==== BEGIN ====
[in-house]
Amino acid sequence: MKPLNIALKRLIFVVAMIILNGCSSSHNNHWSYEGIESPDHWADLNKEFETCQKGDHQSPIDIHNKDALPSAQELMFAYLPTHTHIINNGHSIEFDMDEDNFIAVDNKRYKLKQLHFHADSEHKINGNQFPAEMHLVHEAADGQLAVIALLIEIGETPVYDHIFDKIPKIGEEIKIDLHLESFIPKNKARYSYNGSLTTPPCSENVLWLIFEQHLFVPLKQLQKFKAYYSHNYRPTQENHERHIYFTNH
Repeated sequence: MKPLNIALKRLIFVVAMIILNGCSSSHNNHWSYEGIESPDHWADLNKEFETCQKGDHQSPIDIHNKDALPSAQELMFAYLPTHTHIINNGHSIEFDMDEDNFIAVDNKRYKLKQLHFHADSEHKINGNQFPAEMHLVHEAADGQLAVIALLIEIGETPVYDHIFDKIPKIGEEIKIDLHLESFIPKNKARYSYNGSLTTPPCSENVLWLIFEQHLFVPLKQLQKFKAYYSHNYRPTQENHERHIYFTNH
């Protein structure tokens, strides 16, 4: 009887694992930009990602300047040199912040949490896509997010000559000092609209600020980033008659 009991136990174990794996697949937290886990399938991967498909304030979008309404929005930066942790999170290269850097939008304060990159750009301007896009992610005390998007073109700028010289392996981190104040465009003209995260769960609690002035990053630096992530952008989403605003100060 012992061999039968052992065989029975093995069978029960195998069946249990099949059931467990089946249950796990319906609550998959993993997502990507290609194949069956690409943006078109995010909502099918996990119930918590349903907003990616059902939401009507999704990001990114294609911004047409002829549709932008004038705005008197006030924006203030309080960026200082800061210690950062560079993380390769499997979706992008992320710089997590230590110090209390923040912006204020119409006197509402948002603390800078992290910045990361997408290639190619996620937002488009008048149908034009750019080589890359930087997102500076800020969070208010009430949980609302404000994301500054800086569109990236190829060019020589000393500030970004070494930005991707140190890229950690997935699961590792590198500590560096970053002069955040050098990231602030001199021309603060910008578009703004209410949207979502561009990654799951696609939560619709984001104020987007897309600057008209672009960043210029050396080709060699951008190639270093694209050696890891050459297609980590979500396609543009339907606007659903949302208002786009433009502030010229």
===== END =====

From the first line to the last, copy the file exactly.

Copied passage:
[in-house]
Amino acid sequence: MKPLNIALKRLIFVVAMIILNGCSSSHNNHWSYEGIESPDHWADLNKEFETCQKGDHQSPIDIHNKDALPSAQELMFAYLPTHTHIINNGHSIEFDMDEDNFIAVDNKRYKLKQLHFHADSEHKINGNQFPAEMHLVHEAADGQLAVIALLIEIGETPVYDHIFDKIPKIGEEIKIDLHLESFIPKNKARYSYNGSLTTPPCSENVLWLIFEQHLFVPLKQLQKFKAYYSHNYRPTQENHERHIYFTNH
Repeated sequence: MKPLNIALKRLIFVVAMIILNGCSSSHNNHWSYEGIESPDHWADLNKEFETCQKGDHQSPIDIHNKDALPSAQELMFAYLPTHTHIINNGHSIEFDMDEDNFIAVDNKRYKLKQLHFHADSEHKINGNQFPAEMHLVHEAADGQLAVIALLIEIGETPVYDHIFDKIPKIGEEIKIDLHLESFIPKNKARYSYNGSLTTPPCSENVLWLIFEQHLFVPLKQLQKFKAYYSHNYRPTQENHERHIYFTNH
């Protein structure tokens, strides 16, 4: 009887694992930009990602300047040199912040949490896509997010000559000092609209600020980033008659 009991136990174990794996697949937290886990399938991967498909304030979008309404929005930066942790999170290269850097939008304060990159750009301007896009992610005390998007073109700028010289392996981190104040465009003209995260769960609690002035990053630096992530952008989403605003100060 012992061999039968052992065989029975093995069978029960195998069946249990099949059931467990089946249950796990319906609550998959993993997502990507290609194949069956690409943006078109995010909502099918996990119930918590349903907003990616059902939401009507999704990001990114294609911004047409002829549709932008004038705005008197006030924006203030309080960026200082800061210690950062560079993380390769499997979706992008992320710089997590230590110090209390923040912006204020119409006197509402948002603390800078992290910045990361997408290639190619996620937002488009008048149908034009750019080589890359930087997102500076800020969070208010009430949980609302404000994301500054800086569109990236190829060019020589000393500030970004070494930005991707140190890229950690997935699961590792590198500590560096970053002069955040050098990231602030001199021309603060910008578009703004209410949207979502561009990654799951696609939560619709984001104020987007897309600057008209672009960043210029050396080709060699951008190639270093694209050696890891050459297609980590979500396609543009339907606007659903949302208002786009433009502030010229």